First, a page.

I once asked our professor in class what the difference was between Responsive and Adaptive web design. Ever since he offered up an explanation, I have been obsessed with evaluating various websites and trying to determine in which camp they fall. In a nutshell, Responsive Web Design (RWD) is a complex, however graphically pleasing and super user-friendly method of designing a website and its subsequent viewing on devices of all sizes and aspect ratios to ensure a company’s website is dynamic and optimally shown with high usability to its end users. More specifically, the different components of the page resize and “reshuffle” to fit the screen. (Schade, 2014) Some examples of really great Responsive design in sites I use every day include:
The User Journey
I honestly believe a web designer would miss the mark if they don’t at least consider this method if they aren’t planning to build a standalone Mobile-based app that would function as a subset of the Desktop features. For example, consider the following use-case:
Tammy is planning the ultimate Girlfriend’s getaway to Vegas. She is so excited that she pulls up one of her favorite travel sites on her iPad upon awakening one morning. She logs in to her account and starts perusing the vacation destinations on the homepage while sipping her morning coffee. She is so engrossed in all of the amazing hotel and attractions’ photos she realizes she’s lost time and needs to run for the train. Once she’s on the train, she pulls out her mobile phone to continue her search, bookmarks a few hotel selections and shoots a text to her girlfriends. When she gets to the office, her schedule is full so she has to wait till lunchtime to book! She pulls up the travel site on her desktop, pulls up her bookmarks, glances at her text message, and smiles. She is ready to make the reservations and her crew is fully on board!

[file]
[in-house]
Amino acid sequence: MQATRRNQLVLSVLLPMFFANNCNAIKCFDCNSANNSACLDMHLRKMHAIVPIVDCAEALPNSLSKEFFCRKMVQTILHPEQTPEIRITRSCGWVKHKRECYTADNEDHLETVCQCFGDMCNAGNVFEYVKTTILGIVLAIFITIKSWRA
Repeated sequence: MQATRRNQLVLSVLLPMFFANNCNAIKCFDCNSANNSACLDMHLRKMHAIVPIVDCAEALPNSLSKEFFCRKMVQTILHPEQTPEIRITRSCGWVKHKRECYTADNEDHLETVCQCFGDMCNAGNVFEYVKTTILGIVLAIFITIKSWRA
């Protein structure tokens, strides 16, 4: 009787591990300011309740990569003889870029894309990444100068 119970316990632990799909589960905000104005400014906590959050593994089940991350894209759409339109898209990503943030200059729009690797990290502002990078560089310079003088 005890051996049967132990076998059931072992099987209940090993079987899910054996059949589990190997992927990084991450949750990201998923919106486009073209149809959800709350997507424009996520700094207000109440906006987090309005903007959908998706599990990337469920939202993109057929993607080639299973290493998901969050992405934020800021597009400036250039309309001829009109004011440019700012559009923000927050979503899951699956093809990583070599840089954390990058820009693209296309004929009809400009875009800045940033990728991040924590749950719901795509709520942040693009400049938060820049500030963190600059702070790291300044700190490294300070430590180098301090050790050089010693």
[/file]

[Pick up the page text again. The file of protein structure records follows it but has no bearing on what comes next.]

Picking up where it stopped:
In this example, the experience navigating to the same site, but on three different devices with different dimensions was seamless! The relevant information was served up, the taxonomy was familiar and the architecture of the design was intuitive.
Why Good Web Design is Not Just Important, but Essential
When we look at the continued growth of digital and the number of eCommerce transactions around the world, it only makes good sense to consider these transactions are occurring on any preferred device. For example, in a report shared by Datareportal.com, more than 4.57 billion people around the world use the internet and these numbers are growing at a rate of about 8% every year. Of these internet users, 81% search online for a product or service, and almost 75% make a purchase. (DataReportal, 2020) As these numbers continue to grow and as the types of devices become more and more varied, the website creators are tasked with finding creative and technological ways to make the site user-friendly, easy to navigate and supportive of the company’s goals, whether that’s the dissemination of information or transactional in nature.
- What examples of great RWD have you come across recently?
- In the sites without RWD, were you able to accomplish your goal of visiting that company’s website? Why or why not?
- DataReportal. (2020, July). Global Digital Overview – DataReportal – Global Digital Insights. Retrieved from https://datareportal.com/global-digital-overview
- Kirkwood, J. (2018, February 26). 11 Powerful Examples of Responsive Web Design. Retrieved from https://www.invisionapp.com/inside-design/examples-responsive-web-design/
- Schade, A. (2014, May 4). Responsive Web Design (RWD) and User Experience. Retrieved from https://www.nngroup.com/articles/responsive-web-design-definition/